Most contemporary theorists reject Kant's view that the worstform of evil involves prioritizing self-interest over the moral law(See, e.g., Card 2010, 37 and 2002; Garrard 2002; Kekes 2005). Whether,and to what extent, a person, or her will, is evil seems to depend ondetails about her motives and the harms she brings about and not juston whether she prioritizes self-interest over the moral law. Forinstance, it seems far worse to torture someone for sadistic pleasurethan to tell the truth to gain a good reputation. In fact, it seemsreasonable to suppose that the first act (sadistic torture) indicatesan evil will while the second act (telling the truth for self-interest)indicates a will that is merely lacking in moral goodness. But forKant, both acts indicate wills that are equally evil.
He has forfeited himself as a reliable hero when all he cares about is taking petty revenge against Young-seok, who publicly accused him of a misdemeanor, while literally treating the victims of the serial killer like used soda cans strewn on the sidewalk.
Evil in the broad sense, which includes all natural and moral evils,tends to be the sort of evil referenced in theological contexts, suchas in discussions of the problem of evil. The problem of evil is theproblem of accounting for evil in a world created by an all-powerful,all-knowing, all-good God. It seems that if the creator has theseattributes, there would be no evil in the world. But there is evil inthe world. Thus, there is reason to believe that an all-powerful,all-knowing, all-good creator does not exist.
In Act I, two different revenge plots by these two men are revealed, and while Fortinbras is very open and bold about killing Claudius, Hamlet is sly and quiet about his plan.
"That's the best revenge of all: happiness. Nothing drives people crazier than seeing someone have a good fucking life." ~ , author of Fight Club and several other novels.
Another reason that ascriptions of evil can be particularly harmfulor dangerous is that it isn't always clear what people mean whenthey use the term ‘evil.’ As Eve Garrard puts it “thegeneral obscurity surrounding the term makes some thinkers veryreluctant to appeal to the idea of evil”(Garrard 2002, 322). Forinstance, some people believe that to say that someone performed anevil action implies that that person acted out of malice (see e.g.,Kekes 2005), while others believe that evildoing can result from manydifferent sorts of motives, even good motives (see e.g., Card 2002).Given this ambiguity, it might be unclear whether an attribution ofevil attributes despicable psychological attributes to an evildoer, andthis ambiguity might result in an overly harsh judgment.
The most celebrated evil-skeptic, nineteenth century Germanphilosopher Friedrich Nietzsche, also argues that the concept of evilshould be abandoned because it is dangerous. But his reasons forthinking that the concept of evil is dangerous are different fromthose discussed above. Nietzsche believes that the concept of evil isdangerous because it has a negative effect on human potential andvitality by promoting the weak in spirit and suppressing thestrong. In On the Genealogy of Morality: A Polemic, Nietzscheargues that the concept of evil arose from the negative emotions ofenvy, hatred, and resentment (he uses the French termressentiment to capture an attitude that combines theseelements). He contends that the powerless and weak created the conceptof evil to take revenge against their oppressors. Nietzsche believesthat the concepts of good and evil contribute to an unhealthy view oflife which judges relief from suffering as more valuable than creativeself-expression and accomplishment. For this reason Nietzsche believesthat we should seek to move beyond judgements of good and evil(Nietzsche 1886 and 1887).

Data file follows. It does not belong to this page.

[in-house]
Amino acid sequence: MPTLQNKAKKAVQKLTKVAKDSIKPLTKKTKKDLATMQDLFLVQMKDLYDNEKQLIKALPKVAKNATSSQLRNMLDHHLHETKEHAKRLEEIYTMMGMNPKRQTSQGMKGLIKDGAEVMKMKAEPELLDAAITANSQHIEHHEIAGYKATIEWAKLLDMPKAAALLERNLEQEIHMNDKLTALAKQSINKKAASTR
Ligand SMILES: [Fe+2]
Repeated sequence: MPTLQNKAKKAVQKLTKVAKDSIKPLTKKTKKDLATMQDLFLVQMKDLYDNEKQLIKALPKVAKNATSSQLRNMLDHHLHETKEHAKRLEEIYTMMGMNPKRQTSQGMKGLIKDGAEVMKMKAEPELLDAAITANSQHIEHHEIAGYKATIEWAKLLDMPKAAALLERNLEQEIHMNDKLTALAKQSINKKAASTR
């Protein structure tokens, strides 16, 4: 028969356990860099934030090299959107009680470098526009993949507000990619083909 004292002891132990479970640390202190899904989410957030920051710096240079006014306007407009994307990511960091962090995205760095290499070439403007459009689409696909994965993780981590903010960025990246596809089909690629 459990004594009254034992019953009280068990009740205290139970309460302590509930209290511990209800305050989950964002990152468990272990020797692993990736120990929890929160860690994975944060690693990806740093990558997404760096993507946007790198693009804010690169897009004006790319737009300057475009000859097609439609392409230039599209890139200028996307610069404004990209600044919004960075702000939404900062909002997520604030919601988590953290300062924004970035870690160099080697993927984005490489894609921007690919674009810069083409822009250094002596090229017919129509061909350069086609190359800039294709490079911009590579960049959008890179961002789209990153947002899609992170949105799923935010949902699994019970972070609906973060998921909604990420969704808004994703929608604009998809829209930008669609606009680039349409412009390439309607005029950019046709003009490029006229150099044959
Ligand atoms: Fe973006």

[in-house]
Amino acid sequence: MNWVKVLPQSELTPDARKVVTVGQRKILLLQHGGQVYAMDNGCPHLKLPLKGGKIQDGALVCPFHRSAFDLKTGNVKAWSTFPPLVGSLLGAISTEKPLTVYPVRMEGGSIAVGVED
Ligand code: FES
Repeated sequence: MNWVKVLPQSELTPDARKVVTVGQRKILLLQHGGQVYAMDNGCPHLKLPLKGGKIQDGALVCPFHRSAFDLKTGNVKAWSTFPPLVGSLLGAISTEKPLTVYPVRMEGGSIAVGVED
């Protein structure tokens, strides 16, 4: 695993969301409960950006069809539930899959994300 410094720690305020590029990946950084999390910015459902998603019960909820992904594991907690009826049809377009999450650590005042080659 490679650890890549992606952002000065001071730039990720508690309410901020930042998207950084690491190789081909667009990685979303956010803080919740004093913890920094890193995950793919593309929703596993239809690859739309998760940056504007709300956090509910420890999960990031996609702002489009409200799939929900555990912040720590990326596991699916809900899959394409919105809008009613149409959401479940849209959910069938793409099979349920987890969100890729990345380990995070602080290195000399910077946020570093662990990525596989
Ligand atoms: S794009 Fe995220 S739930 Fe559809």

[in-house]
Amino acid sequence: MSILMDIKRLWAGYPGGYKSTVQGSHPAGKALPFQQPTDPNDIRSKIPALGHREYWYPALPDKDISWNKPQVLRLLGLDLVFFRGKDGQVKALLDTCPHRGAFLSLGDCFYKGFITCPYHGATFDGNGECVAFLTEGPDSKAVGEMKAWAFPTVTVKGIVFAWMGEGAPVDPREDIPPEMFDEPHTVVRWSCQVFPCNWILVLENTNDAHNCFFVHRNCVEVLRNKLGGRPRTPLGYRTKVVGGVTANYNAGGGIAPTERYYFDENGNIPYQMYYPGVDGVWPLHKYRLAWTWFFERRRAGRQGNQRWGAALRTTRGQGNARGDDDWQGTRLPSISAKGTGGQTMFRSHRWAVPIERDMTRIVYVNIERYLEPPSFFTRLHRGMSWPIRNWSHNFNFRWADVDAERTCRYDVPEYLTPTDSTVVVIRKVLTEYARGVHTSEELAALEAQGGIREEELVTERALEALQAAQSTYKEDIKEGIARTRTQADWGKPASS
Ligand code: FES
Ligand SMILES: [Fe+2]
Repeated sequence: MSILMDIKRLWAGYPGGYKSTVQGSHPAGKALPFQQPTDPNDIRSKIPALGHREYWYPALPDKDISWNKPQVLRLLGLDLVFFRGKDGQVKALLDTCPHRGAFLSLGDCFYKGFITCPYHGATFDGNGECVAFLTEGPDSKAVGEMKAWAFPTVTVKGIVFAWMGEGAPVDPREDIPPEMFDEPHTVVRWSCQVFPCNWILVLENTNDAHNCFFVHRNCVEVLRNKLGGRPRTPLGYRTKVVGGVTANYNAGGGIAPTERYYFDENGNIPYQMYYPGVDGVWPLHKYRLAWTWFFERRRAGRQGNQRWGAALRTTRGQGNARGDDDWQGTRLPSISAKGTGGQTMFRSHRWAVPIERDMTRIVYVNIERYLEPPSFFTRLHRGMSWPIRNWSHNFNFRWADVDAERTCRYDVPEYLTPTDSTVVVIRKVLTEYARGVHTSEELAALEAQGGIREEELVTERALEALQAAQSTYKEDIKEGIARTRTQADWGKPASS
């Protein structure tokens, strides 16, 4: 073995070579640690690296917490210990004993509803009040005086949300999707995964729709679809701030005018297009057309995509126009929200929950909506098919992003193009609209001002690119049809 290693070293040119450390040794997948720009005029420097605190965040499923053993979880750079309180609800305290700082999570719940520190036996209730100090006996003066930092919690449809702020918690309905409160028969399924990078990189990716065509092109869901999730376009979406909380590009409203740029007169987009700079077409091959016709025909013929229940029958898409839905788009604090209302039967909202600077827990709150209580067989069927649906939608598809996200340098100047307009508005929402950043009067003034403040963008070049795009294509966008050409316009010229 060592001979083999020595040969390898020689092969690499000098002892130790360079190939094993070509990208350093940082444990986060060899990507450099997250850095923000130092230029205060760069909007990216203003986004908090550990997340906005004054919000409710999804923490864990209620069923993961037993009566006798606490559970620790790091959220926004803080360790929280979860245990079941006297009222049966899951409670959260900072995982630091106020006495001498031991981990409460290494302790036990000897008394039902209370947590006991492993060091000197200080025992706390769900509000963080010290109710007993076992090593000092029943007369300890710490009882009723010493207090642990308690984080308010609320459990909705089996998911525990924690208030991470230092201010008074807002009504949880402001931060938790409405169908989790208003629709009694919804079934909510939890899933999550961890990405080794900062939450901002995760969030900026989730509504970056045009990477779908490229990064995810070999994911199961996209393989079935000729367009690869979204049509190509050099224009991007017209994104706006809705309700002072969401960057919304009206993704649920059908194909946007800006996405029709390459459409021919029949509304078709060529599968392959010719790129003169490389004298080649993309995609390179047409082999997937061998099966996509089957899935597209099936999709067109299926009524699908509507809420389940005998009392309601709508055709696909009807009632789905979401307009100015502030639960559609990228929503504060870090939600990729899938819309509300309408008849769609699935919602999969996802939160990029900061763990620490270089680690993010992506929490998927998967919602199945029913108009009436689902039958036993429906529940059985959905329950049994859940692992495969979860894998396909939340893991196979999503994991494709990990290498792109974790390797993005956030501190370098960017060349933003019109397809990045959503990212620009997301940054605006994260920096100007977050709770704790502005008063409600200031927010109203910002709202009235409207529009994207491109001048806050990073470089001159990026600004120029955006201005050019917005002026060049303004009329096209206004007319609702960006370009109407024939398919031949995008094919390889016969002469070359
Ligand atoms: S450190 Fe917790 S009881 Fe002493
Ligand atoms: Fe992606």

A second argument in favour of the concept of evil is that it isonly by facing evil, i.e., by becoming clear about its nature andorigins, that we can hope to prevent future evils from occurring andlive good lives (Kekes 1990, Card 2010).
A third reason to revive the concept of evil is that categorizingactions and practices as evil helps to focus our limited energy andresources. If evils are the worst sorts of moral wrongs, we shouldprioritize the reduction of evil over the reduction of other wrongssuch as unjust inequalities. For instance, Card believes that it ismore important to prevent the evils of domestic violence than it is toensure that women and men are paid equal wages for equal work (Card2002, 96–117).
The ghost urges Hamlet not to act against his mother in any way, telling him to “Leave her to heaven, And to those thorns that in her bosom lodge, To prick and sting her.” Hamlet delayed in seeking revenge for his father because he...
One problem with the privation theory's solution to theproblem of evil is that it provides only a partial solution to theproblem of evil since even if God creates no evil we must still explainwhy God allows privation evils to exist (See Calder 2007a; Kane 1980).An even more significant problem is that the privation theory seems tofail as a theory of evil since it doesn't seem to be able toaccount for certain paradigmatic evils. For instance, it seems that wecannot equate the evil of pain with the privation of pleasure or someother feeling. Pain is a distinct phenomenological experience which ispositively bad and not merely not good. Similarly, a sadistic tortureris not just not as good as she could be. She is not simply lacking inkindness or compassion. She desires her victims' suffering forpleasure. These are qualities she has, not qualities she lacks, andthey are positively bad and not merely lacking in goodness (Calder2007a; Kane 1980. See Anglin and Goetz 1982 for a reply to theseobjections).
His mindset is set deep and far away from the physical world that both helps him and hinders him in his plight for revenge against his uncle, Claudius, and his mother.